Back to that 4mm difference. You’ve got a really nice touring frame built in the 70’s and the canti studs are mounted 3mm higher than what is commonly used today in reference to how far vertically the post is from the rim. This is quite common. But if our Motolite has a normal 5mm downward range and the difference in the rim size is 4mm, that leaves 1mm of wiggle room with perfectly placed studs. But your canti studs are 3mm higher (again, pretty typical) than what’s normal now, so the pad needs to come down an additional 3mm. There is only 1mm left and boom, you’ve hitting the pivot/spring part of the brake and the pads won’t go down any farther.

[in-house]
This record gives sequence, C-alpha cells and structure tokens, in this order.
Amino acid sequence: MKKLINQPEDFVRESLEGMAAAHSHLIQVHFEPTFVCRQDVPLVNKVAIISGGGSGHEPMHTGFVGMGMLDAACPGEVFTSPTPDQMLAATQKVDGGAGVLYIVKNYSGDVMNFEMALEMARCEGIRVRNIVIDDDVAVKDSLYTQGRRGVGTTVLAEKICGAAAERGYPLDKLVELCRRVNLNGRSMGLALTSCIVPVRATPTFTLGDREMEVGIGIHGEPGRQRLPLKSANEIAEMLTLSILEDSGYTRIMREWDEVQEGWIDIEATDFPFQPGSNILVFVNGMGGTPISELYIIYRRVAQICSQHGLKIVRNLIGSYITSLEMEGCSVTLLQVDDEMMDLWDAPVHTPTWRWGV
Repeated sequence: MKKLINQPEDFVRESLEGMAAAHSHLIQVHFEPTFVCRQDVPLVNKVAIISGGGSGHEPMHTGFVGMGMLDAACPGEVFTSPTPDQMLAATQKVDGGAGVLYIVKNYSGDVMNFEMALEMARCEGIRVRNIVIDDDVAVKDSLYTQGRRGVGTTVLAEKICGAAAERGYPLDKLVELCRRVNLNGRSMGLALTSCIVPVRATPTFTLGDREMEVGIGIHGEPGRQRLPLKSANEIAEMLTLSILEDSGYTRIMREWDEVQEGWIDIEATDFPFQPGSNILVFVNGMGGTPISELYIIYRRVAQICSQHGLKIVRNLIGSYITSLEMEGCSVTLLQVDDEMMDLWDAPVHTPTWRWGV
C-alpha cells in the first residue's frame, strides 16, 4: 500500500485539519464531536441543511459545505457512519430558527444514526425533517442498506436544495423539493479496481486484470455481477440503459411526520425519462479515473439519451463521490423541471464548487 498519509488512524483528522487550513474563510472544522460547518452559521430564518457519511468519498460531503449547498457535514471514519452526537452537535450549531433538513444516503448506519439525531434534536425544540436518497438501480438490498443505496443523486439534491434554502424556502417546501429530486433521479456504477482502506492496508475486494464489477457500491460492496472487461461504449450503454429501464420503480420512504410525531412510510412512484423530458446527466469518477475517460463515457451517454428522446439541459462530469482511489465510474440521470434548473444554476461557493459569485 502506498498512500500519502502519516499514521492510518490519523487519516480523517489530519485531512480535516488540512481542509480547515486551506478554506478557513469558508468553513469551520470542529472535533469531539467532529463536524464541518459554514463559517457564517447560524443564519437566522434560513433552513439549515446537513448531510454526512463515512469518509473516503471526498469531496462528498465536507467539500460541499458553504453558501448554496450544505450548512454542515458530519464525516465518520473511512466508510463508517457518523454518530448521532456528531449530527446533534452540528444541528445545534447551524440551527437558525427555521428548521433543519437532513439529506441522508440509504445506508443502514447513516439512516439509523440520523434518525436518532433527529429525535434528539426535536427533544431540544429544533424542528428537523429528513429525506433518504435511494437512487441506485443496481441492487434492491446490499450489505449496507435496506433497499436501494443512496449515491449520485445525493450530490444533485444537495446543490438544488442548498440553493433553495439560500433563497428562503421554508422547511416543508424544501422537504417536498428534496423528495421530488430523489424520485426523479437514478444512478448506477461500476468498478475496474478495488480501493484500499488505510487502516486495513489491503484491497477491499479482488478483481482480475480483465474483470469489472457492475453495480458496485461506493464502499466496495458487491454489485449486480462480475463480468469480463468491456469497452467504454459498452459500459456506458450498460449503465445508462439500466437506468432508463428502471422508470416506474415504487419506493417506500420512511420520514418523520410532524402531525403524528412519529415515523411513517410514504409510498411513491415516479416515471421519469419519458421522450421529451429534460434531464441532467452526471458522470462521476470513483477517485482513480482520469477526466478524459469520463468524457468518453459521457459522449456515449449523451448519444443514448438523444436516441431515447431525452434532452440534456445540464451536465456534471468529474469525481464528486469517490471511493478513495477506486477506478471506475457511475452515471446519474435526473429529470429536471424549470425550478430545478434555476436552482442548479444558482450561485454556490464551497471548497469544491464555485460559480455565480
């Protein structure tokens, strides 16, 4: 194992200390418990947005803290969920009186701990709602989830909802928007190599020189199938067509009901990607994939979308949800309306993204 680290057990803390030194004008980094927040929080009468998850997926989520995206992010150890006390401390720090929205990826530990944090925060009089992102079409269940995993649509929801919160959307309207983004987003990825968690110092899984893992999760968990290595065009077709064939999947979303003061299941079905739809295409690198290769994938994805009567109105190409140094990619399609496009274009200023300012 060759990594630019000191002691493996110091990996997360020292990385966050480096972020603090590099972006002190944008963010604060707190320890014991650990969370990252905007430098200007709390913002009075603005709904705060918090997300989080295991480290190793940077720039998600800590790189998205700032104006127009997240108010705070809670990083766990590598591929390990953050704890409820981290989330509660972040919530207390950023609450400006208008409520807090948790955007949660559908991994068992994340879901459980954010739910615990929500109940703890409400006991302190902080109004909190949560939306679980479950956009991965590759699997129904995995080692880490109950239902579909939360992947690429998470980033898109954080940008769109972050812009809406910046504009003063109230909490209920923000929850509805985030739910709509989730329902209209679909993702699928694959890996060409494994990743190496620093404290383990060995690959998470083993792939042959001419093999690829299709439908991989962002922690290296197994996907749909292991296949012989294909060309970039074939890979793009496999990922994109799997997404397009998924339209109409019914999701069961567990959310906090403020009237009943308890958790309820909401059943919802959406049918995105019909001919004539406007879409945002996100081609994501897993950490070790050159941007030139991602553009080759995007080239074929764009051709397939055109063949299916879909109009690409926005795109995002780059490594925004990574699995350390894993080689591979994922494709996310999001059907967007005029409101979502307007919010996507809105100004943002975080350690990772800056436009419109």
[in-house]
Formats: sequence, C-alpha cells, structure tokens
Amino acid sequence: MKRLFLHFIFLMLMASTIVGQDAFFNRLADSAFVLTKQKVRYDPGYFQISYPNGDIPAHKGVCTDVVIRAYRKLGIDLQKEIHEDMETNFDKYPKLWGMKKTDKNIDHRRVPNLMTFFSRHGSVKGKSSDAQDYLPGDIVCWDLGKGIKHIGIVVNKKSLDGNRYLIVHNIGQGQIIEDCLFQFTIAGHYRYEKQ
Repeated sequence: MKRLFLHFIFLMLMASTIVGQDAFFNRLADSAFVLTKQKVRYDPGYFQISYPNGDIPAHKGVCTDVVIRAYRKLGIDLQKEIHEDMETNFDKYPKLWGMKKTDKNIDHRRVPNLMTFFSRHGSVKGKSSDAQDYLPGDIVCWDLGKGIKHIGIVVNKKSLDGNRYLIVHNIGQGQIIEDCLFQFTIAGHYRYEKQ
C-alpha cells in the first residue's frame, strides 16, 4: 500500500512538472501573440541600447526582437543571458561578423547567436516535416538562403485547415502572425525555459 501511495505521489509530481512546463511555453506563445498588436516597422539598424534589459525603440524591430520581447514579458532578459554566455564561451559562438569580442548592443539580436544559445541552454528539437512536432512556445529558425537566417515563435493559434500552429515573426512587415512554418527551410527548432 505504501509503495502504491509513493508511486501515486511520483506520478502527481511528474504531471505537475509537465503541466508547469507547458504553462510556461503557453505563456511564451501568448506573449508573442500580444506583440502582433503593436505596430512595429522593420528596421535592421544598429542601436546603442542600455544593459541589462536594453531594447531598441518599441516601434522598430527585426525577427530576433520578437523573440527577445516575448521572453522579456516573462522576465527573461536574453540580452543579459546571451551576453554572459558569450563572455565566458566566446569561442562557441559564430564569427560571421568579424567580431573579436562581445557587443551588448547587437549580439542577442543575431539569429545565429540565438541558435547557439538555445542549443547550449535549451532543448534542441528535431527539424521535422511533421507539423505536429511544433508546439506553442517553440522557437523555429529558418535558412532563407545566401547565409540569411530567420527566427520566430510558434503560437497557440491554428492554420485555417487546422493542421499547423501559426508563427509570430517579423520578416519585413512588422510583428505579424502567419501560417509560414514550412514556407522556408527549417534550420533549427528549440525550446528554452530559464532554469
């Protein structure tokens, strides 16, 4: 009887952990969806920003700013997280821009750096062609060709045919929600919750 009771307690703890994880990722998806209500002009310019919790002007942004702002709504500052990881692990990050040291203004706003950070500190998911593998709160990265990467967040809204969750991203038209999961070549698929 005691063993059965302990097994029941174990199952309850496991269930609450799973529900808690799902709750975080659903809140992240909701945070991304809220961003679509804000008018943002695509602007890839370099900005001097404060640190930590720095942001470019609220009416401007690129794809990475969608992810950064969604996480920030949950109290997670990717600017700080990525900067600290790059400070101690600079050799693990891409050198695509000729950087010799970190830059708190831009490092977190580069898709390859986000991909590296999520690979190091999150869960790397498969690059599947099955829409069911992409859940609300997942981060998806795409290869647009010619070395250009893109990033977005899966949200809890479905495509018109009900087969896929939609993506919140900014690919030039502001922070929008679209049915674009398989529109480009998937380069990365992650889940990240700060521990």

And that’s why you can’t put 700c wheels on a bike designed for 27” wheels and cantilever brakes.

Have a good ride,

Yes, we have two of these

Our last Paul-with-Salsa pic and here's our vid:
YouTubers can watch here.

7 Questions with Ross Shafer, the creator of Salsa

1. In the bike world, you're known as the father of Salsa. What's your reputation in the pedal steel guitar world?  

The steels I’m making have only been introduced to the steel community in the last few months so I’m relatively unknown.

After seeing one of the shop videos Mari (lovely wife) & I have done to promote the instruments, one steel player likened me to the “Nutty Professor”…gotta like that!

2. How did you feel about bikes when you left the company and how do you feel about them now?